4. Puts it away from him with aversion and hatred, and purposes to forsake it completely (Proverbs 28:13); which confession implies and testifies.

"For mine iniquity will I confess;
I will be sorry for my sin."

(Psalm 38:18.)

II. ITS MANNER; or the evidence afforded of its sincerity by the language employed and the attendant circumstances. Observe:

1. Its promptness, readiness, and spontaneity. As soon as he became fully alive to his sin, he said, "I will confess my transgressions unto Jehovah" (Psalm 32:5).

2. Its brevity. Two words only: "I-have-sinned against-Jehovah." "There is in the Bible no confession so unconditional, no expression of repentance so short, but also none so thoroughly true" (Disselhoff). "Saul confessed his sin more largely, less effectually. God cares not for phrases, but for affections" (Hall).

3. Its frankness and fulness, without prevarication or extenuation. "The plain and simple confession, 'I have sinned against God,' is a great thing, if we remember how rich the corrupt heart is in the discovery of excuses and apparent justification, and that the king was assailed by one of his subjects with hard, unsparing rebuke" (Hengstenberg).

4. Its publicity. He had sought, to hide his sin, but he did not seek to hide his penitence. He would have it set "in the sight of this sun," even as his chastisement would be; in order that the ways of God might be justified before men, and the evil effects of transgression upon them in some measure repaired. It is for this purpose, among others, that confession is made a condition of forgiveness (Job 33:27, 28; 1 John 1:9). "The necessity of confession (to God) arises from the load of unacknowledged guilt. By confession we sever ourselves from our sin and we disown it. Confession relieves by giving a sense of honesty. So long as we retain sin unconfessed, we are conscious of a secret insincerity" (F.W. Robertson, vol. 5.).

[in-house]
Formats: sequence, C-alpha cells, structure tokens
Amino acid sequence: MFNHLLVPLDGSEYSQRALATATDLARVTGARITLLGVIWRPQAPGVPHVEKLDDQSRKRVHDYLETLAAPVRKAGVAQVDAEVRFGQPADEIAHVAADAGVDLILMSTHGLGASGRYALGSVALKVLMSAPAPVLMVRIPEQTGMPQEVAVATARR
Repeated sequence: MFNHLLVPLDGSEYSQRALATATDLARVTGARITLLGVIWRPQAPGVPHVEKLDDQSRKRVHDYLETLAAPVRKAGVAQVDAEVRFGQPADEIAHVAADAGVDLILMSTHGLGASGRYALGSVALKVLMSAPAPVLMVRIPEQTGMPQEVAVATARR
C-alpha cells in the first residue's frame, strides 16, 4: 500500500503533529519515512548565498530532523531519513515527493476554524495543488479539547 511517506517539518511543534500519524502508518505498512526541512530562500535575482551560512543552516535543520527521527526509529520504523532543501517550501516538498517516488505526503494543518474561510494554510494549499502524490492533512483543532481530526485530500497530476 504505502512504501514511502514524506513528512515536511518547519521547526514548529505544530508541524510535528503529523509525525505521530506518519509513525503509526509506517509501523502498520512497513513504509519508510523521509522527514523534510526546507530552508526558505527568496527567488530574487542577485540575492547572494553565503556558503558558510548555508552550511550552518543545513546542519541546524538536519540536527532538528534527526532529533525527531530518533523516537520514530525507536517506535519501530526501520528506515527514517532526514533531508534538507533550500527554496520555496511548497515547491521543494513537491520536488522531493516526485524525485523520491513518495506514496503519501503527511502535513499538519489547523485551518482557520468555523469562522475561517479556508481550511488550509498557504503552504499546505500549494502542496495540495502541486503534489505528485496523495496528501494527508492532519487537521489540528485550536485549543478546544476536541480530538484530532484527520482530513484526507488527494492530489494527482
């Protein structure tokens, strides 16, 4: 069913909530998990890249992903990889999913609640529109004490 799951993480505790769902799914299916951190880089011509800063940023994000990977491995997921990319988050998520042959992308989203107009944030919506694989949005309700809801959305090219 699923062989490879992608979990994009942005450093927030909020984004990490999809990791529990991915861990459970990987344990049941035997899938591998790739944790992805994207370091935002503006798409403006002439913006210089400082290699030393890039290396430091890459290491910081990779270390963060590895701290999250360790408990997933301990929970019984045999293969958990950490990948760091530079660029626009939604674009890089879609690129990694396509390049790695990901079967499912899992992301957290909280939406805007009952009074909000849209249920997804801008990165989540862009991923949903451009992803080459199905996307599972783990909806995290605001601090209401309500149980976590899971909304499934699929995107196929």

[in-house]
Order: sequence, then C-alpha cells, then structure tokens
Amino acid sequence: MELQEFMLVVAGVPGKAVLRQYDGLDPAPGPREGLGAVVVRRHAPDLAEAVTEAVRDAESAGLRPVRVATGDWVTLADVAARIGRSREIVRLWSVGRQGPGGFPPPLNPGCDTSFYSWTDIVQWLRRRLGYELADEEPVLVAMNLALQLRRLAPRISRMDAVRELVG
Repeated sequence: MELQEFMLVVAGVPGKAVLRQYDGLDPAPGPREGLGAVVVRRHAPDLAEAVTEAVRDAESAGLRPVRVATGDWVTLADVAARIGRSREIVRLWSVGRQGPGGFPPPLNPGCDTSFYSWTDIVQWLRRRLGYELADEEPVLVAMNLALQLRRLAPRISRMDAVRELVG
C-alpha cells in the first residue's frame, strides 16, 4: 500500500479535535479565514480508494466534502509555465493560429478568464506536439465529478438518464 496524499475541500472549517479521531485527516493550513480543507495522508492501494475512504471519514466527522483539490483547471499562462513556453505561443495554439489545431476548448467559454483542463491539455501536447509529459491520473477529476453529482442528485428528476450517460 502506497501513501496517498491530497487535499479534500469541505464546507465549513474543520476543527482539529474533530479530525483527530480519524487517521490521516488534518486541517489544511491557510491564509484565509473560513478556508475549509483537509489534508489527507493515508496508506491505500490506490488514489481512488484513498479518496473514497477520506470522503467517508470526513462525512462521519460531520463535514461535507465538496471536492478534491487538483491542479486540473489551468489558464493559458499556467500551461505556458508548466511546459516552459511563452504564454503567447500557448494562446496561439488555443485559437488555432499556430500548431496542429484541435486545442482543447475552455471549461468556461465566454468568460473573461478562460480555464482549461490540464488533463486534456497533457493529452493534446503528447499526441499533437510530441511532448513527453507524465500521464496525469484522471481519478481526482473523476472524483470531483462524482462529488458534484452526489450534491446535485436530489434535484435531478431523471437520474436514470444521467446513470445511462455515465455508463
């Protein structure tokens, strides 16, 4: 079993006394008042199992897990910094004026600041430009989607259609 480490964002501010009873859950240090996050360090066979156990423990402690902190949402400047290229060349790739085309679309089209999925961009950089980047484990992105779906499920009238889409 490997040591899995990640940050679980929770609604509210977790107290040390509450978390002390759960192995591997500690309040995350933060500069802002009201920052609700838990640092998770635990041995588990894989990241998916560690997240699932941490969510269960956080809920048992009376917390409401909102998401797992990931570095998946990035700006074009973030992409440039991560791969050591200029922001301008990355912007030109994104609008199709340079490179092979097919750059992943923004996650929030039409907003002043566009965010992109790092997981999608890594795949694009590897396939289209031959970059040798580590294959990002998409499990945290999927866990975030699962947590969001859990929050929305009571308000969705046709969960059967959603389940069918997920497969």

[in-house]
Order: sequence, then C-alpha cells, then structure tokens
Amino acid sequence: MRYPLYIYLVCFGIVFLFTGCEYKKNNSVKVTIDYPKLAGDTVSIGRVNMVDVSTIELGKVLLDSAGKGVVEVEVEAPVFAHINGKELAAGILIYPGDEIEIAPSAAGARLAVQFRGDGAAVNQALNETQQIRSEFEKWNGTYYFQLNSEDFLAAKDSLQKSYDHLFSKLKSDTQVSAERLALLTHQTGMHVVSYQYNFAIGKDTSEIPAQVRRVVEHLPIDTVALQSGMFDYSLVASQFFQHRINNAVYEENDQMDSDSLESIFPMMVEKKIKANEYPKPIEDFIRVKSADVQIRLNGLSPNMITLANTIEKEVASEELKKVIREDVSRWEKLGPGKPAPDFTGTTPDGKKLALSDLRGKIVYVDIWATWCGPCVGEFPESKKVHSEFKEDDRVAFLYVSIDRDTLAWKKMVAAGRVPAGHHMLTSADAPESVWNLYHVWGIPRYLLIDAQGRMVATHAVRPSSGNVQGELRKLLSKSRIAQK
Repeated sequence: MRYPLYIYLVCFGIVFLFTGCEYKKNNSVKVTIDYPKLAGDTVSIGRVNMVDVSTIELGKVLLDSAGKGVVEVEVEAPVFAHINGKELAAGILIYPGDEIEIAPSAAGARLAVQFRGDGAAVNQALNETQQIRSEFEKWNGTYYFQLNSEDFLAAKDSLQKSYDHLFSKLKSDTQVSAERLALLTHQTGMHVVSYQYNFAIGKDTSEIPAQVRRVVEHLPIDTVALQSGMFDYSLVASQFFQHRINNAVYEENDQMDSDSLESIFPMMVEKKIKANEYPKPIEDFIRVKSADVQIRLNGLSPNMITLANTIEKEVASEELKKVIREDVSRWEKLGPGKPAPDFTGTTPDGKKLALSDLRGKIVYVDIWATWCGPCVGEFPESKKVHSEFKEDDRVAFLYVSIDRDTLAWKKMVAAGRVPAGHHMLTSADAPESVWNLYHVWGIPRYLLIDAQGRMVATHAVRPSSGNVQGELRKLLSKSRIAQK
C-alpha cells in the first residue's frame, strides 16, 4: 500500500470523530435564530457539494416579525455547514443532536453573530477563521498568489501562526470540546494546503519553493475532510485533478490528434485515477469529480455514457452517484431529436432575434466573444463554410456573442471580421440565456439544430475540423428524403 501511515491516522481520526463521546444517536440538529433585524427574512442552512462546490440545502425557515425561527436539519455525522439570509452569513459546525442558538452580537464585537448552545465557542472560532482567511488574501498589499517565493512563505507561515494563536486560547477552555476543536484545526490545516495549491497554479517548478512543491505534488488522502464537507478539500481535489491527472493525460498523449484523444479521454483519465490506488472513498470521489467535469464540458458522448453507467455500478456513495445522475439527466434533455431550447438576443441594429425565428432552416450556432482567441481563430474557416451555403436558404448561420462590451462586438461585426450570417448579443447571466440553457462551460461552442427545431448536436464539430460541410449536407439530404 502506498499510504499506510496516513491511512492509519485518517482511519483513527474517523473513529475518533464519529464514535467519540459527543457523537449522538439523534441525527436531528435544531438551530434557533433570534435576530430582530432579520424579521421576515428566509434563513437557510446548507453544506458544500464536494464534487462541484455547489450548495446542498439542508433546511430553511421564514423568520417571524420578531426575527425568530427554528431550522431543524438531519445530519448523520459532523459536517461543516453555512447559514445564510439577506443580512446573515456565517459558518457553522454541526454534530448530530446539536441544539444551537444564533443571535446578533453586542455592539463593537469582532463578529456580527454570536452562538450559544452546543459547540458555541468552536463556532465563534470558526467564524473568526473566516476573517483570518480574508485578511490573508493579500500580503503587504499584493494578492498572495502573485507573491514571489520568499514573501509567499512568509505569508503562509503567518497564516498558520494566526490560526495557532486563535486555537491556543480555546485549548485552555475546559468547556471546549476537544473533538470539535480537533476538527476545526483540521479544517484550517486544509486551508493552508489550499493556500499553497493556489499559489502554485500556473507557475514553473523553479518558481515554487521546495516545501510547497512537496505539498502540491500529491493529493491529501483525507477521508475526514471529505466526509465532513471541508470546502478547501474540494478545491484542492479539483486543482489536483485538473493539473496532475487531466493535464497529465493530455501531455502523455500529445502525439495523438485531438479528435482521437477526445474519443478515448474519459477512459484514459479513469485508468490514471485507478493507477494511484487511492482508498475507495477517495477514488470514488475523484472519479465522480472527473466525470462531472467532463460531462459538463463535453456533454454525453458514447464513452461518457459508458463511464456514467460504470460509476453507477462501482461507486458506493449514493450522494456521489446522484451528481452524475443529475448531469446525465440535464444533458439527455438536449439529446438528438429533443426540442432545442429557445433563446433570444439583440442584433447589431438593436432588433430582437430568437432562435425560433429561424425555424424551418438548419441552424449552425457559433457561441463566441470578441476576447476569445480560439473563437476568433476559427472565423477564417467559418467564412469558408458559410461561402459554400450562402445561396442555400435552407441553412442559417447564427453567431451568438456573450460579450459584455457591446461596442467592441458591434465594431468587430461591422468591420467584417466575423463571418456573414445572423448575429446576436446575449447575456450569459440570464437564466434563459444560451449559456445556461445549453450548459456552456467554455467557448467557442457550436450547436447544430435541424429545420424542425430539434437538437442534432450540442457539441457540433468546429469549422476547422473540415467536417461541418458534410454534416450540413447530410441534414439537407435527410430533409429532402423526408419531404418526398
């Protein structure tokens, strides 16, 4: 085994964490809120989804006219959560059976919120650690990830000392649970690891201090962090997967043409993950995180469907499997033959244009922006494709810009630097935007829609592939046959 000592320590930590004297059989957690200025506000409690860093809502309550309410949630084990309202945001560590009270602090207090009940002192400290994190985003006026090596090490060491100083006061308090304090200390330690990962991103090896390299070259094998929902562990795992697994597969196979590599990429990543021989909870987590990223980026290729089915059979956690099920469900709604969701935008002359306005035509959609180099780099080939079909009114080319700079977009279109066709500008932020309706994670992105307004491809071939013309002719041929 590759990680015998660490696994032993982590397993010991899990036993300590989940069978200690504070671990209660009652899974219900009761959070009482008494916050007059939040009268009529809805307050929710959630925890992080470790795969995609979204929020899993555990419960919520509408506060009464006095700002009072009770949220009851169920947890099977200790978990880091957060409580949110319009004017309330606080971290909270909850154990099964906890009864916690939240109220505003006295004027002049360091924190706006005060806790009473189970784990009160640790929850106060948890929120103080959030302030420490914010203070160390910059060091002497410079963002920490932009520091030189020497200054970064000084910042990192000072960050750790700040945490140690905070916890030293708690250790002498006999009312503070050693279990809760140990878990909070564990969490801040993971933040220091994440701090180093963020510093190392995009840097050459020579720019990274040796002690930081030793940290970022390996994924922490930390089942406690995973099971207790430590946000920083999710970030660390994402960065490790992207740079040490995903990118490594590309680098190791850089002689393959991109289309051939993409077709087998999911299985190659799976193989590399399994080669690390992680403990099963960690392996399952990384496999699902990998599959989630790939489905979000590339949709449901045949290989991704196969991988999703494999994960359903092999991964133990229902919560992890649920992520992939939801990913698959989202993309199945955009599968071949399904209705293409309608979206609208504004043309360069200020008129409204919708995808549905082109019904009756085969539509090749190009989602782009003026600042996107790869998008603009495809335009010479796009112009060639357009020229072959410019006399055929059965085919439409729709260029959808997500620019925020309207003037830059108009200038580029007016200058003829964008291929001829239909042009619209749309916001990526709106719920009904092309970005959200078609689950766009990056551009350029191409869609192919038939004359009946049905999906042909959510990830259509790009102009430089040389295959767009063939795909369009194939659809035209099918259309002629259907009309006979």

III. ITS ACCOMPANIMENT; or the further thoughts, feelings, and purposes which should be present in every ponitential confession.

1. Faith in the "loving kindness and tender mercies" of God (Psalm 51:1).

"But with thee is forgiveness,
That thou mayest be feared."

(Psalm 130:4, 7.)

2. Prayer for pardon, purity, the Holy Spirit (1 Samuel 16:4-13); steadfastness, freedom, joy, and salvation (Psalm 51:7-12).

3. Submission to the will of God (Psalm 32:9; Psalm 38:13).

4. Consecration to his service (Psalm 51:13-17). "They were not many words which he spoke, but in them he owned two realities - sin and God. But to own them in their true meaning - sin as against God, and God as the Holy One, and yet God as merciful and gracious - was to return to the way of peace. Lower than this penitence could not descend, higher than this faith could not rise; and God was Jehovah, and David's sin was put away" (Edersheim). "It was not his sin, but his struggle with sin, which makes his history remarkable" (D. Macleod). "David experienced in a greater degree than any other Old Testament character the restlessness and desolation of a soul burdened with the consciousness of guilt, the desire for reconciliation with God, the struggle after purity and renovation of heart, the joy of fellowship, the heroic, the all-conquering power of confidence in God, the ardent love of a gracious heart for God; and has given in his psalms the imperishable testimony as to what is the fruit of the Law and what the fruit of the Spirit in man" (Oehler, 'Theology of the Old Test.,' 2:159). "The charm of his great name is broken. Our reverence for David is shaken, not destroyed. He is not what he was before; but he is far nobler and greater than many a just man who never fell and never repented. He is far more closely bound up with the sympathies of mankind than if he had never fallen" (Stanley). Even Bayle is constrained to say, "His amour with the wife of Uriah and the order he gave to destroy her husband are two most enormous crimes. But he was so grieved for them, and expiated them by so admirable a repentance, that this is not the passage in his life wherein he contributes the least to the instruction and edification of the faithful. We therein learn the frailty of saints, and it is a precept of vigilance; we therein learn in what manner we ought to lament our sins, and it is an excellent model." - D.

Parallel Verses
KJV: And David said unto Nathan, I have sinned against the LORD. And Nathan said unto David, The LORD also hath put away thy sin; thou shalt not die.

WEB: David said to Nathan, "I have sinned against Yahweh." Nathan said to David, "Yahweh also has put away your sin. You will not die.